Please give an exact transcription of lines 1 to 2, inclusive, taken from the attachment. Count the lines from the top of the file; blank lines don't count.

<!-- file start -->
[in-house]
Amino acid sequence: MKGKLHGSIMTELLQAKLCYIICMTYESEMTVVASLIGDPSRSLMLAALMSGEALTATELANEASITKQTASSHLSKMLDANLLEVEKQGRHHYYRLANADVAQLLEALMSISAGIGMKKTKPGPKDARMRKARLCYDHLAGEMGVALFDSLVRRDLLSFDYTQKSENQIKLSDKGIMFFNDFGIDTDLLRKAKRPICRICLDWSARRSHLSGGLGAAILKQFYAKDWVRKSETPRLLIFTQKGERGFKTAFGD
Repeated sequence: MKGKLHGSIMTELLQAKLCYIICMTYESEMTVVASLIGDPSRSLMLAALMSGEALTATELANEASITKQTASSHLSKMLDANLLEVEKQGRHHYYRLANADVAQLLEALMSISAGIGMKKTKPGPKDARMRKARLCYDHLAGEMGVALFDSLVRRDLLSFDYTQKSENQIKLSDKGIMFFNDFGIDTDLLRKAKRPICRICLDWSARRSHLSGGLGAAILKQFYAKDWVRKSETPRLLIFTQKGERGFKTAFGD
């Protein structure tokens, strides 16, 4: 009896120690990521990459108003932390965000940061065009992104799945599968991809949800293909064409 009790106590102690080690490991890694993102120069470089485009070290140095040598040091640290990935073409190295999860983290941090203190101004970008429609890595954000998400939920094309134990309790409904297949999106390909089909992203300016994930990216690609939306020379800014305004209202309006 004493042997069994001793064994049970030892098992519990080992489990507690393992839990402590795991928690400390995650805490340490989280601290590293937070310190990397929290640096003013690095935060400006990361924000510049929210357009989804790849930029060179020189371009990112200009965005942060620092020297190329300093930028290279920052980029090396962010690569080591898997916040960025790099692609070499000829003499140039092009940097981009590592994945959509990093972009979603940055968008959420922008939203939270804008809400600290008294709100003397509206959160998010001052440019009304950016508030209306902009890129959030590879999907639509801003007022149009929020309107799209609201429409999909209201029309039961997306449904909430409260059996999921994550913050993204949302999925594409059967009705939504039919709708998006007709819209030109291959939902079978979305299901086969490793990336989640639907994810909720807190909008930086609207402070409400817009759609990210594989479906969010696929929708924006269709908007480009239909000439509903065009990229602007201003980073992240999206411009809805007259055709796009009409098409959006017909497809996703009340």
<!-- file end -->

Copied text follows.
[in-house]
Amino acid sequence: MKGKLHGSIMTELLQAKLCYIICMTYESEMTVVASLIGDPSRSLMLAALMSGEALTATELANEASITKQTASSHLSKMLDANLLEVEKQGRHHYYRLANADVAQLLEALMSISAGIGMKKTKPGPKDARMRKARLCYDHLAGEMGVALFDSLVRRDLLSFDYTQKSENQIKLSDKGIMFFNDFGIDTDLLRKAKRPICRICLDWSARRSHLSGGLGAAILKQFYAKDWVRKSETPRLLIFTQKGERGFKTAFGD